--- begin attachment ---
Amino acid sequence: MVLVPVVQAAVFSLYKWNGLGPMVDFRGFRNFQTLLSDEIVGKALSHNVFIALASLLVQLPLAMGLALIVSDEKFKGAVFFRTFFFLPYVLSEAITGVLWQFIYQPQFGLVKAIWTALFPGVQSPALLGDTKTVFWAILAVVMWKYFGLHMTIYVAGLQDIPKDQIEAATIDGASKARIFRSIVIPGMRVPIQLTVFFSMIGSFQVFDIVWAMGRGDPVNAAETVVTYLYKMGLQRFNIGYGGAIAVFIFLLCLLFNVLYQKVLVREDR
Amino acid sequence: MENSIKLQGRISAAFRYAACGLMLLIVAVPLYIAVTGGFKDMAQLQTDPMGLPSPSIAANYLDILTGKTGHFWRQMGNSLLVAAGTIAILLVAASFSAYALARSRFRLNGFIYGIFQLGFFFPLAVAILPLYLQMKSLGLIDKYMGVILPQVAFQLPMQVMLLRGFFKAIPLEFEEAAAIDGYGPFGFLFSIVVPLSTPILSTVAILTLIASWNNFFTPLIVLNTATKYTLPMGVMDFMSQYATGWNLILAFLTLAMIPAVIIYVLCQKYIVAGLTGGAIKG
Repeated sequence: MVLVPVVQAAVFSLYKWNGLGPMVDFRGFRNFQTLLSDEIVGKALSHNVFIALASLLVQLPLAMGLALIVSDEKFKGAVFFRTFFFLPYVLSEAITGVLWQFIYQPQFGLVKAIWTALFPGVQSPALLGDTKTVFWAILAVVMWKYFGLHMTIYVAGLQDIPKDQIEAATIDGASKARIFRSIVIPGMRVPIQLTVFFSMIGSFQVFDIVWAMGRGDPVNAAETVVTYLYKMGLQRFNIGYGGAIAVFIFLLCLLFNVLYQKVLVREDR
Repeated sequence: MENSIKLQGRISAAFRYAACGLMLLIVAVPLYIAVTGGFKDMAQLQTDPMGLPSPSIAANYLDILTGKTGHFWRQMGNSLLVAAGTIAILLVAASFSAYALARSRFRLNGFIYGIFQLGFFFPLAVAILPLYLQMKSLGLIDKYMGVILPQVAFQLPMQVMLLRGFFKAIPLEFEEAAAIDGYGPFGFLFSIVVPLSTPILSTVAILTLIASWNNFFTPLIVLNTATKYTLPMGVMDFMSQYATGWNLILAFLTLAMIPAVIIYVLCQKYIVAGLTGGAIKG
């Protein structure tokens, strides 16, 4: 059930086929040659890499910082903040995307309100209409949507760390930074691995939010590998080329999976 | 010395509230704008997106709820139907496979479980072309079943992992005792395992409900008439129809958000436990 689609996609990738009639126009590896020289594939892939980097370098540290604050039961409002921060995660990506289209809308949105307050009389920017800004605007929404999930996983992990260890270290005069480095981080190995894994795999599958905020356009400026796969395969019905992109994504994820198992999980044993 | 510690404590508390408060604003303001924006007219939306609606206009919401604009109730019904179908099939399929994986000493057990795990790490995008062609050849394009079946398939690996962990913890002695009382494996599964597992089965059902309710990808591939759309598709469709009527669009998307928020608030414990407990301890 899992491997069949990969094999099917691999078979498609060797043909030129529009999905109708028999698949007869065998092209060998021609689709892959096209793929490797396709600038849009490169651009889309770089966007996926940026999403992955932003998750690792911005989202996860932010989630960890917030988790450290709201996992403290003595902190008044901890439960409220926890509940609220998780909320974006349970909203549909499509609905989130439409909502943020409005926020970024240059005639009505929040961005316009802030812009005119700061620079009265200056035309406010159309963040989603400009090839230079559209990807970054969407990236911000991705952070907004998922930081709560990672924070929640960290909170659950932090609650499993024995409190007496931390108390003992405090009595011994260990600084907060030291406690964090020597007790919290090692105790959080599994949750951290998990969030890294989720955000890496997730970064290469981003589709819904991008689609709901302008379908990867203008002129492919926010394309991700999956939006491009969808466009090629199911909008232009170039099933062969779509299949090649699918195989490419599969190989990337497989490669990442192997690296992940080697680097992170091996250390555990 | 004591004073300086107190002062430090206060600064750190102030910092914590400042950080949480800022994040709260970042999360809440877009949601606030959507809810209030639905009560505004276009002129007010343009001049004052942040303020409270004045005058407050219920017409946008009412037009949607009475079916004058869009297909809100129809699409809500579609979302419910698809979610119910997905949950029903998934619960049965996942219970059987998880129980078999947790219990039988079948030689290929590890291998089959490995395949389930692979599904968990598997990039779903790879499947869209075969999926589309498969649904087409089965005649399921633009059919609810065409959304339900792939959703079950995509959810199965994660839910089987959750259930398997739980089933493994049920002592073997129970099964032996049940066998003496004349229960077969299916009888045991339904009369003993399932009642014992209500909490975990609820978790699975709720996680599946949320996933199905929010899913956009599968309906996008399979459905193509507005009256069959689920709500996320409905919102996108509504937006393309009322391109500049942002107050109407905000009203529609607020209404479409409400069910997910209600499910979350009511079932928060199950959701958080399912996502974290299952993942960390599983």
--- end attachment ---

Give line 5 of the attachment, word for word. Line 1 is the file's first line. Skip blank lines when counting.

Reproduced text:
């Protein structure tokens, strides 16, 4: 059930086929040659890499910082903040995307309100209409949507760390930074691995939010590998080329999976 | 010395509230704008997106709820139907496979479980072309079943992992005792395992409900008439129809958000436990 689609996609990738009639126009590896020289594939892939980097370098540290604050039961409002921060995660990506289209809308949105307050009389920017800004605007929404999930996983992990260890270290005069480095981080190995894994795999599958905020356009400026796969395969019905992109994504994820198992999980044993 | 510690404590508390408060604003303001924006007219939306609606206009919401604009109730019904179908099939399929994986000493057990795990790490995008062609050849394009079946398939690996962990913890002695009382494996599964597992089965059902309710990808591939759309598709469709009527669009998307928020608030414990407990301890 899992491997069949990969094999099917691999078979498609060797043909030129529009999905109708028999698949007869065998092209060998021609689709892959096209793929490797396709600038849009490169651009889309770089966007996926940026999403992955932003998750690792911005989202996860932010989630960890917030988790450290709201996992403290003595902190008044901890439960409220926890509940609220998780909320974006349970909203549909499509609905989130439409909502943020409005926020970024240059005639009505929040961005316009802030812009005119700061620079009265200056035309406010159309963040989603400009090839230079559209990807970054969407990236911000991705952070907004998922930081709560990672924070929640960290909170659950932090609650499993024995409190007496931390108390003992405090009595011994260990600084907060030291406690964090020597007790919290090692105790959080599994949750951290998990969030890294989720955000890496997730970064290469981003589709819904991008689609709901302008379908990867203008002129492919926010394309991700999956939006491009969808466009090629199911909008232009170039099933062969779509299949090649699918195989490419599969190989990337497989490669990442192997690296992940080697680097992170091996250390555990 | 004591004073300086107190002062430090206060600064750190102030910092914590400042950080949480800022994040709260970042999360809440877009949601606030959507809810209030639905009560505004276009002129007010343009001049004052942040303020409270004045005058407050219920017409946008009412037009949607009475079916004058869009297909809100129809699409809500579609979302419910698809979610119910997905949950029903998934619960049965996942219970059987998880129980078999947790219990039988079948030689290929590890291998089959490995395949389930692979599904968990598997990039779903790879499947869209075969999926589309498969649904087409089965005649399921633009059919609810065409959304339900792939959703079950995509959810199965994660839910089987959750259930398997739980089933493994049920002592073997129970099964032996049940066998003496004349229960077969299916009888045991339904009369003993399932009642014992209500909490975990609820978790699975709720996680599946949320996933199905929010899913956009599968309906996008399979459905193509507005009256069959689920709500996320409905919102996108509504937006393309009322391109500049942002107050109407905000009203529609607020209404479409409400069910997910209600499910979350009511079932928060199950959701958080399912996502974290299952993942960390599983």